Georgia law requires you to submit to state administered chemical tests of your blood, breath, urine, or other bodily substances for the purpose of determining if you are under the influence of alcohol or drugs. If you refuse this testing, your Georgia driver's license or privilege to drive on the highways of this state will be suspended for a minimum period of one year. Your refusal to submit to the required testing may be offered into evidence against you at trial. If you submit to testing and the results indicate an alcohol concentration of 0.02 grams or more, your Georgia driver's license or privilege to drive on the highways of this state may be suspended for a minimum period of one year. After first submitting to the required state tests, you are entitled to additional chemical tests of your blood, breath, urine, or other bodily substances at your expense and from qualified personnel of your choosing. Will you submit to the state administered chemical tests of your (designate which tests) under the implied consent law?

Implied Consent Notice for Drivers of Commercial Motor Vehicles:

Georgia law requires you to submit to state administered chemical tests of your blood, breath, urine, or other bodily substances for the purpose of determining if you are under the influence of alcohol or drugs. If you refuse this testing, you will be disqualified from operating a commercial motor vehicle for a minimum period of one year. Your refusal to submit to the required testing may be offered into evidence against you at trial. If you submit to testing and the results indicate the presence of any alcohol, you will be issued an out-of-service order and will be prohibited from operating a motor vehicle for 24 hours. If the results indicate an alcohol concentration of 0.04 grams or more, you will be disqualified from operating a commercial motor vehicle for a minimum period of one year. After first submitting to the required state tests, you are entitled to additional chemical tests of your blood, breath, urine, or other bodily substances at your expense and from qualified personnel of your choosing. Will you submit to the state administered chemical tests of your (designate which tests) under the implied consent law?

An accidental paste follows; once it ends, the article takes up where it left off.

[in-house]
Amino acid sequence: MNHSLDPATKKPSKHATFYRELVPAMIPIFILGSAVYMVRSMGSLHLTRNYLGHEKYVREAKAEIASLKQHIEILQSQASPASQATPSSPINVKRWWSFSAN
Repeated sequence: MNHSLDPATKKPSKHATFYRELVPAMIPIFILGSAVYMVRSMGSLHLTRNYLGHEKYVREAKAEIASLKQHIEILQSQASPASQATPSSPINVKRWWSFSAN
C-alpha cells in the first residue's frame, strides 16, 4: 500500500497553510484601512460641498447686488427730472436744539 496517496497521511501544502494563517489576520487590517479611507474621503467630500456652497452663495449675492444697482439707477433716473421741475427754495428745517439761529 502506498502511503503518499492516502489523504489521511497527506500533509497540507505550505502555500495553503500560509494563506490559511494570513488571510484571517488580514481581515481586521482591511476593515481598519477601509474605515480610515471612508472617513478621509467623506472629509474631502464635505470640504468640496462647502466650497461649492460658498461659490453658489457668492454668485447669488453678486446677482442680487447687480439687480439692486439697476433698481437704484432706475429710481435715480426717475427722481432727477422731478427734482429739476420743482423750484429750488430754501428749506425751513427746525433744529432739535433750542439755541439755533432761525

For the benefit of the reader, please let me translate the Georgia Implied Consent gobbledygook now and for all time:

  1. If you are being read implied consent, you are already under arrest for DUI and nothing will change that, even if you test below the so-called “legal limit.”